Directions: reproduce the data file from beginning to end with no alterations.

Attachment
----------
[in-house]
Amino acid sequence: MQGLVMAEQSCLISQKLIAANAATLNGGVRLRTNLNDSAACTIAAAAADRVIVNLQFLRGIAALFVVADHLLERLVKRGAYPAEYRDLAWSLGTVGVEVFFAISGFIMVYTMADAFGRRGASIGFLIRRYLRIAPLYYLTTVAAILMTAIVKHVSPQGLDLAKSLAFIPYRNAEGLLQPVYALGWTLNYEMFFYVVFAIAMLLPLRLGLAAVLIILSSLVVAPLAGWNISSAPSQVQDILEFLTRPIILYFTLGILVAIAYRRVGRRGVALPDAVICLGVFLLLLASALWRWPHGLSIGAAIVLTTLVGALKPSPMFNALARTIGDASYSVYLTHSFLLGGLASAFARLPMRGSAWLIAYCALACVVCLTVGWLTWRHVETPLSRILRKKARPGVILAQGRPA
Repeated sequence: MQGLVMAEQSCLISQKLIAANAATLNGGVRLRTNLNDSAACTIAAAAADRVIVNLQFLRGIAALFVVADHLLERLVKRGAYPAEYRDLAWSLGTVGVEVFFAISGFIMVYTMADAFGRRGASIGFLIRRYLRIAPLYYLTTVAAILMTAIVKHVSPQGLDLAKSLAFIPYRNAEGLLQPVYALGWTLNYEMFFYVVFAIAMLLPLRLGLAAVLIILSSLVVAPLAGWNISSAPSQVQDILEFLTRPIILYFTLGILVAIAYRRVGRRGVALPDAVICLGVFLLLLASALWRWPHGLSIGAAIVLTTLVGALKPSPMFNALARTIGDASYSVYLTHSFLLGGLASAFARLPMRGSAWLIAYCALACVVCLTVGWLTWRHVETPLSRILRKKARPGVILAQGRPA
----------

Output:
[in-house]
Amino acid sequence: MQGLVMAEQSCLISQKLIAANAATLNGGVRLRTNLNDSAACTIAAAAADRVIVNLQFLRGIAALFVVADHLLERLVKRGAYPAEYRDLAWSLGTVGVEVFFAISGFIMVYTMADAFGRRGASIGFLIRRYLRIAPLYYLTTVAAILMTAIVKHVSPQGLDLAKSLAFIPYRNAEGLLQPVYALGWTLNYEMFFYVVFAIAMLLPLRLGLAAVLIILSSLVVAPLAGWNISSAPSQVQDILEFLTRPIILYFTLGILVAIAYRRVGRRGVALPDAVICLGVFLLLLASALWRWPHGLSIGAAIVLTTLVGALKPSPMFNALARTIGDASYSVYLTHSFLLGGLASAFARLPMRGSAWLIAYCALACVVCLTVGWLTWRHVETPLSRILRKKARPGVILAQGRPA
Repeated sequence: MQGLVMAEQSCLISQKLIAANAATLNGGVRLRTNLNDSAACTIAAAAADRVIVNLQFLRGIAALFVVADHLLERLVKRGAYPAEYRDLAWSLGTVGVEVFFAISGFIMVYTMADAFGRRGASIGFLIRRYLRIAPLYYLTTVAAILMTAIVKHVSPQGLDLAKSLAFIPYRNAEGLLQPVYALGWTLNYEMFFYVVFAIAMLLPLRLGLAAVLIILSSLVVAPLAGWNISSAPSQVQDILEFLTRPIILYFTLGILVAIAYRRVGRRGVALPDAVICLGVFLLLLASALWRWPHGLSIGAAIVLTTLVGALKPSPMFNALARTIGDASYSVYLTHSFLLGGLASAFARLPMRGSAWLIAYCALACVVCLTVGWLTWRHVETPLSRILRKKARPGVILAQGRPA